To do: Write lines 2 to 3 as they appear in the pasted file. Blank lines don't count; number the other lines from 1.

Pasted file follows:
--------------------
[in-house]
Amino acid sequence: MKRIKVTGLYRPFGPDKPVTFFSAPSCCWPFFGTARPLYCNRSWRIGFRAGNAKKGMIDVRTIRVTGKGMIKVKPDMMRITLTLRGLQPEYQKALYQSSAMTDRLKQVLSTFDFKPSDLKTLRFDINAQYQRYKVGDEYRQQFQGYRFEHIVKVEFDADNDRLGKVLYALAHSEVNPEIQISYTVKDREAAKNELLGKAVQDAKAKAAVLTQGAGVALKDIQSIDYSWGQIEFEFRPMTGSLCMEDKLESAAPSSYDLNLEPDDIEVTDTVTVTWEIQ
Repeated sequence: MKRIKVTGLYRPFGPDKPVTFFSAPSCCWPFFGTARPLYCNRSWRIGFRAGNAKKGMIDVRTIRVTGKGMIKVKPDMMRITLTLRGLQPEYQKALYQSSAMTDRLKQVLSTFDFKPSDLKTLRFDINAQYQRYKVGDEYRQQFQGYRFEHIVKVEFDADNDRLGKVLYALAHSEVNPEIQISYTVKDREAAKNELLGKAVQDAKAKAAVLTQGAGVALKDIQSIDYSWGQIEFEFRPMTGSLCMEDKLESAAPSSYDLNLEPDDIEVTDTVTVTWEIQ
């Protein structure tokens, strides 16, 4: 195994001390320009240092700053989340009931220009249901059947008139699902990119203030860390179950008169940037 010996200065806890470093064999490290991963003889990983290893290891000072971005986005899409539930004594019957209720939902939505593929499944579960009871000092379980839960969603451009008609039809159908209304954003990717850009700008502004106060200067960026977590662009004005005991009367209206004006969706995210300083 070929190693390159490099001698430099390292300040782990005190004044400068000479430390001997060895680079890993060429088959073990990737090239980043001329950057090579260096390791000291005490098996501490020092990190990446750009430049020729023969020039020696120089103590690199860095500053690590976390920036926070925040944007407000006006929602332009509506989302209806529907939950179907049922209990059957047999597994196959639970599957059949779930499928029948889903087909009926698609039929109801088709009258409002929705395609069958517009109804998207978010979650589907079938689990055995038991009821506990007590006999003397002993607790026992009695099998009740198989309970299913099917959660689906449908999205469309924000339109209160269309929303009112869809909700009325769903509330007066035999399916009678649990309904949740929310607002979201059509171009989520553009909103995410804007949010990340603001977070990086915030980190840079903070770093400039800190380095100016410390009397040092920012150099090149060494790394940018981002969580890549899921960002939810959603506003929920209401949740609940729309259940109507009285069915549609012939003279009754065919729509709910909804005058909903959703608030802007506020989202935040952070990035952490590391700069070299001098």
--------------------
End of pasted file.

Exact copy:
Amino acid sequence: MKRIKVTGLYRPFGPDKPVTFFSAPSCCWPFFGTARPLYCNRSWRIGFRAGNAKKGMIDVRTIRVTGKGMIKVKPDMMRITLTLRGLQPEYQKALYQSSAMTDRLKQVLSTFDFKPSDLKTLRFDINAQYQRYKVGDEYRQQFQGYRFEHIVKVEFDADNDRLGKVLYALAHSEVNPEIQISYTVKDREAAKNELLGKAVQDAKAKAAVLTQGAGVALKDIQSIDYSWGQIEFEFRPMTGSLCMEDKLESAAPSSYDLNLEPDDIEVTDTVTVTWEIQ
Repeated sequence: MKRIKVTGLYRPFGPDKPVTFFSAPSCCWPFFGTARPLYCNRSWRIGFRAGNAKKGMIDVRTIRVTGKGMIKVKPDMMRITLTLRGLQPEYQKALYQSSAMTDRLKQVLSTFDFKPSDLKTLRFDINAQYQRYKVGDEYRQQFQGYRFEHIVKVEFDADNDRLGKVLYALAHSEVNPEIQISYTVKDREAAKNELLGKAVQDAKAKAAVLTQGAGVALKDIQSIDYSWGQIEFEFRPMTGSLCMEDKLESAAPSSYDLNLEPDDIEVTDTVTVTWEIQ